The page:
Native to Asia, pheasants were introduced as wild game in Great Britain during the 10th century by the Normans and the Romano-British. Although hunted to near extinction in the early 17th century, pheasant was rediscovered as choice game 150 years later. Since then, pheasants have been widely bred and managed by professional gamekeepers. Although pheasant was and still is very popular among nobles, it was illegal for commoners to enjoy the decadent and savory meat. In the case of pheasant, feathers were prized and reserved for nobility; anyone caught wearing pheasant feathers, were labeled as a poacher and were often put to death.
It is no secret that I love cooking and eating game. I been very lucky obtaining pheasant at our local higher-end and Asian grocery stores; they are already cleaned and prepared for cooking, which makes my job as a cook easier. Preparing a pheasant for cooking is usually no easy task. It usually requires removing the skin and feathers, preparing the insides and removing the smaller joints. There are a number of resources available that I like to use including http://www.doityourself.com/stry/cleaning-wild-pheasant#b.
How to Prepare Wild Fowl for Cooking
Below is how my family has cleaned wild fowl for generations. I am aware that many of my readers are may be faint of heart and could not deal with explicit directions on preparing wild bird game for cooking. If you are one of my readers, I would recommend skipping the next paragraph and moving onto the recipe.
Cleaning pheasant is a lot easier than most wild game. The first step of cleaning pheasant is removing the feathers. This can be challenging at times as you would pull the feathers in the opposite direction that they lay. An additional step is to use a torch or lighter to remove any extra smaller feathers. Many people choose to save the feathers for their renaissance costuming needs as they make nice additions to hats and brooches, if your societal station allows it. Next, remove the head, wings and feet with a sharp knife or kitchen scissors. To remove the entrails, carefully cut the abdomen and then carefully scoop out the organs out with a finger; taking special care to ensure the trachea and other neck structures are removed as well. Once the bird’s chest and abdomen cavity are cleaned of the larger debris, rinse the inside and outside of the bird with cold water and it is not ready for the oven.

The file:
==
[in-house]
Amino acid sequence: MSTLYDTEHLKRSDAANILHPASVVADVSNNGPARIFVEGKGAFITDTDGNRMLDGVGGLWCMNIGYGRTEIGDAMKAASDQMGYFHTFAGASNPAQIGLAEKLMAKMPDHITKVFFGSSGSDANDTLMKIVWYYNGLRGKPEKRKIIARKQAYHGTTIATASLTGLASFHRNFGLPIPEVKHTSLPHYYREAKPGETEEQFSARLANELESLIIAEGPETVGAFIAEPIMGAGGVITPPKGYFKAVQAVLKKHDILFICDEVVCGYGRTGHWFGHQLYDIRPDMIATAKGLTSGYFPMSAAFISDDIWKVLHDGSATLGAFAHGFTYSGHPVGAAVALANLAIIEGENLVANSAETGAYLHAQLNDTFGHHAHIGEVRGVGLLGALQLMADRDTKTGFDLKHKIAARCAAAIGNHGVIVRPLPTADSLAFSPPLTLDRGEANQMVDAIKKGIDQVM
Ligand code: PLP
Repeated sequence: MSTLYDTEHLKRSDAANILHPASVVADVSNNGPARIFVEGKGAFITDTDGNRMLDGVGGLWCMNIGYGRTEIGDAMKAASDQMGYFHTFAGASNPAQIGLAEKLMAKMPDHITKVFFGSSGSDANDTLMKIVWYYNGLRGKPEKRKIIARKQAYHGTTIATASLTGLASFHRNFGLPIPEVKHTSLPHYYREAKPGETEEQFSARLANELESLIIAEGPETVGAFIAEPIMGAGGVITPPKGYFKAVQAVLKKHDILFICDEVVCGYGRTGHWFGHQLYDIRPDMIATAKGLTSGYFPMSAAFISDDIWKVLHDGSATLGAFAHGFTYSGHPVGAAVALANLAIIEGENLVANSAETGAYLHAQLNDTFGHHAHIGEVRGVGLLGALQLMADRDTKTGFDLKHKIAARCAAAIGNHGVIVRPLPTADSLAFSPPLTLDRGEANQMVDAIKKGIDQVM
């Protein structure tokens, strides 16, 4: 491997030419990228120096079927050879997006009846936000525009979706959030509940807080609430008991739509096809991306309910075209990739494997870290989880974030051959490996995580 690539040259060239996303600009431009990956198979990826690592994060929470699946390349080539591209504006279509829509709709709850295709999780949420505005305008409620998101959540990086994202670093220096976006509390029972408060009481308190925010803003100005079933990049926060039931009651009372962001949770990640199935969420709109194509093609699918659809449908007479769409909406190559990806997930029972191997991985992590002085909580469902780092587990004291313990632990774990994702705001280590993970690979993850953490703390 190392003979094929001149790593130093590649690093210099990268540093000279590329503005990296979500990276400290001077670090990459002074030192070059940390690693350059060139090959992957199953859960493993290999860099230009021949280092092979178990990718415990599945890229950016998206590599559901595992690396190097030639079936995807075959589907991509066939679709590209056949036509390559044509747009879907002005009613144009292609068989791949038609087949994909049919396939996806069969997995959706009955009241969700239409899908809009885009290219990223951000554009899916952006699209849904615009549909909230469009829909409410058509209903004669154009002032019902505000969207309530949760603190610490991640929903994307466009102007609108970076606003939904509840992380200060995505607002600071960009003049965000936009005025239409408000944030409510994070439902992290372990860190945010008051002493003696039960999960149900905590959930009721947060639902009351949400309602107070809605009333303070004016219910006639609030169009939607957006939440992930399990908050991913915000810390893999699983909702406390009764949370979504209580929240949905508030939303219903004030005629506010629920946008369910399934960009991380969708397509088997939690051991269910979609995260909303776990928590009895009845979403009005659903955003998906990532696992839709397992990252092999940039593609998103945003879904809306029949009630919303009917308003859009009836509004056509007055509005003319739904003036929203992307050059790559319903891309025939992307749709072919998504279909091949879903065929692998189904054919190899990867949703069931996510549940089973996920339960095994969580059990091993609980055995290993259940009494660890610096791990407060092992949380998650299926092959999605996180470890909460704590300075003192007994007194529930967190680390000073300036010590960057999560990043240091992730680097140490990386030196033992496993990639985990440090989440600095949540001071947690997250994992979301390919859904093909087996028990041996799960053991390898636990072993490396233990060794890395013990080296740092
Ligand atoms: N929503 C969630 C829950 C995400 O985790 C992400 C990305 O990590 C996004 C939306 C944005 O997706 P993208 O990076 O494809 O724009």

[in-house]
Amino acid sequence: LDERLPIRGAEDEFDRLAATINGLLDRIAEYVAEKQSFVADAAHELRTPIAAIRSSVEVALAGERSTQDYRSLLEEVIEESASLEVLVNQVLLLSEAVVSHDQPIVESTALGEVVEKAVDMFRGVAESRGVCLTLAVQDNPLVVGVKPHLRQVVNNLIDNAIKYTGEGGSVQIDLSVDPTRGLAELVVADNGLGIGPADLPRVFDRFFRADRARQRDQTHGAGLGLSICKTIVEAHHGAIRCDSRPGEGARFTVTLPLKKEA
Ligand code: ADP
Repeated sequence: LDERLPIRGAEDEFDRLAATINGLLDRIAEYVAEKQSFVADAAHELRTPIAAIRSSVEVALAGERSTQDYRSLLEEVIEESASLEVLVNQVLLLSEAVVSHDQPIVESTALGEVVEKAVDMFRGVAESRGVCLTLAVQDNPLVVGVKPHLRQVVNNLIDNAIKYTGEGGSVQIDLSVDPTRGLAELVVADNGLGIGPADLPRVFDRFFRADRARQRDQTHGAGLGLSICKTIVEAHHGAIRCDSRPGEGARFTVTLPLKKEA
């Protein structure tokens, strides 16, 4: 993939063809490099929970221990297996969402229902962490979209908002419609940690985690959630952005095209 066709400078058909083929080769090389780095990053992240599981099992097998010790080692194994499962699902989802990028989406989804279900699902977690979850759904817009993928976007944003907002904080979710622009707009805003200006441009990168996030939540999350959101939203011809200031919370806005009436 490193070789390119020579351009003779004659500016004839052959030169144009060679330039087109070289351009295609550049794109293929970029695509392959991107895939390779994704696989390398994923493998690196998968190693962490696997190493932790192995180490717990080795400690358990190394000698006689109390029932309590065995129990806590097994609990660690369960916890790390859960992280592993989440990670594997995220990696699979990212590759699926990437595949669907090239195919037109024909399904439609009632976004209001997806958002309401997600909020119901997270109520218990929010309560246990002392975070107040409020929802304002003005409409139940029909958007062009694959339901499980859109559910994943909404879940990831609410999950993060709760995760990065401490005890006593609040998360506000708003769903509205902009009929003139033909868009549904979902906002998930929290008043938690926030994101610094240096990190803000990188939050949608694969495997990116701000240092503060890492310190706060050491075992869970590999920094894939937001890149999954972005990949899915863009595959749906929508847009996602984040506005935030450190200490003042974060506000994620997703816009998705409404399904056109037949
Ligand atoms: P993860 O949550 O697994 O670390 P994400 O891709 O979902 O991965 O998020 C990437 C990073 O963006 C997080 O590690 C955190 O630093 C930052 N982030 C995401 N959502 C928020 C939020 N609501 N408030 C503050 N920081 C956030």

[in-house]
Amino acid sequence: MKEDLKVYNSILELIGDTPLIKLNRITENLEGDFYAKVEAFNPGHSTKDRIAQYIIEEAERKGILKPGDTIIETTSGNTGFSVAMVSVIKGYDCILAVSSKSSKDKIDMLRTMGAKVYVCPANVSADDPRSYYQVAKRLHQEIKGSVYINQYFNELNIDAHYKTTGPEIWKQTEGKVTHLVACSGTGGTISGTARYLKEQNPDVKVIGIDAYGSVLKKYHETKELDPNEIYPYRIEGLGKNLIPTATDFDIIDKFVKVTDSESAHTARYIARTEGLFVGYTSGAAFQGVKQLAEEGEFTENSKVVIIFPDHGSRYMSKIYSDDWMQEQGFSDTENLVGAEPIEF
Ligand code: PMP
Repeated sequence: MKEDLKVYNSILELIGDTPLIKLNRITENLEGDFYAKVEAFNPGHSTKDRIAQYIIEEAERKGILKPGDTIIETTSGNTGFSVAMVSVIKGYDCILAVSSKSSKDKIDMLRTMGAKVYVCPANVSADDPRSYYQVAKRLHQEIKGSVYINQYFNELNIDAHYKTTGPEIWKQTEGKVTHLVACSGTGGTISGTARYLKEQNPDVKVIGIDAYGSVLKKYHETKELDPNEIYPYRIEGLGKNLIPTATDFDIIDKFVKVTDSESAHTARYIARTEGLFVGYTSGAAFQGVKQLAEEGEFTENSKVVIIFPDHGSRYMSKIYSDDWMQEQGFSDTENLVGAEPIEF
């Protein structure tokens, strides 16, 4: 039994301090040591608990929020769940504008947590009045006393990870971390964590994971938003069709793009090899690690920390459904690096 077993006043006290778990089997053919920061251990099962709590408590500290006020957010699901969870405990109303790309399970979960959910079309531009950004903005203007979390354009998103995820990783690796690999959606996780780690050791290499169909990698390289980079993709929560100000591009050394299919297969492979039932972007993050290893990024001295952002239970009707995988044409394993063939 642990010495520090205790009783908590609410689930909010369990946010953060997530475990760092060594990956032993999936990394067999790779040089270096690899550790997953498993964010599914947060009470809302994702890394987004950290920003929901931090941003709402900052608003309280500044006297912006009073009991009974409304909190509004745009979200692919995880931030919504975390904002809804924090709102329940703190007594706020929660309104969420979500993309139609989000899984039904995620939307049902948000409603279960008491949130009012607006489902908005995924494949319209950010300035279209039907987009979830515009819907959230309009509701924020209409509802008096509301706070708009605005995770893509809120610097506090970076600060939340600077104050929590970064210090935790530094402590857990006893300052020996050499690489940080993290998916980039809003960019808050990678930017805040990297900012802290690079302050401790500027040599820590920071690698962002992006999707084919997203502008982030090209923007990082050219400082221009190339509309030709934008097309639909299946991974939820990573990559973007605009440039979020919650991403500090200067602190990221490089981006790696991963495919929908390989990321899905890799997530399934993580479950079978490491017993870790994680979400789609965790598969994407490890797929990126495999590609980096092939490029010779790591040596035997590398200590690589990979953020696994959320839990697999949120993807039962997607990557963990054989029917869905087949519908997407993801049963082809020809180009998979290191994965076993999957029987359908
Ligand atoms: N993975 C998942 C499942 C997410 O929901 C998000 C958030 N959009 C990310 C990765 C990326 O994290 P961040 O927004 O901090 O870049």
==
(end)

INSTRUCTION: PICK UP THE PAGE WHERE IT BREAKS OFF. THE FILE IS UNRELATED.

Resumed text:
1 pheasant, cleaned and skinned
1 lb. of sliced bacon
3 sprigs of fresh thyme
½ tsp of black pepper, fresh ground
½ tsp sea salt
2 tbsp olive oil
1 clove of garlic, minced
Preheat the oven to 350 degrees. In a shallow dish coat the inside of the pan with olive oil; the pan can be metal or ceramic. In a small bowl, add the salt, pepper and minced garlic. Remove the fresh thyme leaves from the sprigs and add the leaves to the small bowl with the other ingredients; dispose of the thyme branches. Take a knife and split the pheasant in half the length way from neck to rear. With your hands, take the spice mixture and apply it liberally to the outside and inside the cavity of the pheasant.
Lay strips of bacon evenly, surrounding the pheasant from top to bottom. The bacon will help keep the pheasant from drying out and some additional flavor to the meat. Lay the bacon-wrapped pheasant in the oiled pan and cover the pheasant before placing in the oven.
The pheasant should bake covered for 20 – 25 minutes. Pull the pheasant out, uncover and put it back in the oven in the opposite direction it was cooking originally for another 10-15 minutes until the bacon is crisp on the outside. The meat should be done, but one can double check by using a meat thermometer and the internal temperature should be 160-165 degrees. The meat should rest for 5 minutes before serving. I usually serve the pheasant with the bacon as they complement each other.
In the photo, I prepared fresh green beans with the pheasant. In the past, I have served pheasant with oven-roasted turnips, parsnips, and carrots to add some additional color to the plate. I usually serve pheasant with a robust red wine.